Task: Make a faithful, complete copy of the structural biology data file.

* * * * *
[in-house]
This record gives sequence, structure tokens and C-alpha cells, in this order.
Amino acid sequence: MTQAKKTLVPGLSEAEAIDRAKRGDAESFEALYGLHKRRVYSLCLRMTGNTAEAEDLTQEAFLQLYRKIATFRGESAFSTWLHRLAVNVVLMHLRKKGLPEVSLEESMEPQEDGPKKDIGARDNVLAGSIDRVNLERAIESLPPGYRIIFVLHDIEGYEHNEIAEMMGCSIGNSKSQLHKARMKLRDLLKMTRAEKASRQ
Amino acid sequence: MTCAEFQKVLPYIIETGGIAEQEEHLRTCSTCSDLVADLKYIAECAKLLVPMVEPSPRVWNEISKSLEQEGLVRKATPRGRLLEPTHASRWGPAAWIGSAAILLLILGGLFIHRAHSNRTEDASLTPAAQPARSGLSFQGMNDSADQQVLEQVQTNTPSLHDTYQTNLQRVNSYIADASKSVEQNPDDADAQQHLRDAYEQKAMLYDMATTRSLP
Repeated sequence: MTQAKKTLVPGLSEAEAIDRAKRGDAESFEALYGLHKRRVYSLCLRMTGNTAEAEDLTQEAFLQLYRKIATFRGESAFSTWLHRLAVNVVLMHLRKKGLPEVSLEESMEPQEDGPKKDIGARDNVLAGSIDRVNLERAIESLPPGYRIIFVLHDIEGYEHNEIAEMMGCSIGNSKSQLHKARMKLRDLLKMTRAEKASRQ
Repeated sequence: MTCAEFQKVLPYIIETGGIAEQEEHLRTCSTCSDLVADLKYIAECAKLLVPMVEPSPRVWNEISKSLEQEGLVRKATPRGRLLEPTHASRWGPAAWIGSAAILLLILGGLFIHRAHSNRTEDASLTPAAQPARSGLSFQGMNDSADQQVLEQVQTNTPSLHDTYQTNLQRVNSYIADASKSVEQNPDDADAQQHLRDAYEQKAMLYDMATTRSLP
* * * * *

[in-house]
This record gives sequence, structure tokens and C-alpha cells, in this order.
Amino acid sequence: MTQAKKTLVPGLSEAEAIDRAKRGDAESFEALYGLHKRRVYSLCLRMTGNTAEAEDLTQEAFLQLYRKIATFRGESAFSTWLHRLAVNVVLMHLRKKGLPEVSLEESMEPQEDGPKKDIGARDNVLAGSIDRVNLERAIESLPPGYRIIFVLHDIEGYEHNEIAEMMGCSIGNSKSQLHKARMKLRDLLKMTRAEKASRQ
Amino acid sequence: MTCAEFQKVLPYIIETGGIAEQEEHLRTCSTCSDLVADLKYIAECAKLLVPMVEPSPRVWNEISKSLEQEGLVRKATPRGRLLEPTHASRWGPAAWIGSAAILLLILGGLFIHRAHSNRTEDASLTPAAQPARSGLSFQGMNDSADQQVLEQVQTNTPSLHDTYQTNLQRVNSYIADASKSVEQNPDDADAQQHLRDAYEQKAMLYDMATTRSLP
Repeated sequence: MTQAKKTLVPGLSEAEAIDRAKRGDAESFEALYGLHKRRVYSLCLRMTGNTAEAEDLTQEAFLQLYRKIATFRGESAFSTWLHRLAVNVVLMHLRKKGLPEVSLEESMEPQEDGPKKDIGARDNVLAGSIDRVNLERAIESLPPGYRIIFVLHDIEGYEHNEIAEMMGCSIGNSKSQLHKARMKLRDLLKMTRAEKASRQ
Repeated sequence: MTCAEFQKVLPYIIETGGIAEQEEHLRTCSTCSDLVADLKYIAECAKLLVPMVEPSPRVWNEISKSLEQEGLVRKATPRGRLLEPTHASRWGPAAWIGSAAILLLILGGLFIHRAHSNRTEDASLTPAAQPARSGLSFQGMNDSADQQVLEQVQTNTPSLHDTYQTNLQRVNSYIADASKSVEQNPDDADAQQHLRDAYEQKAMLYDMATTRSLP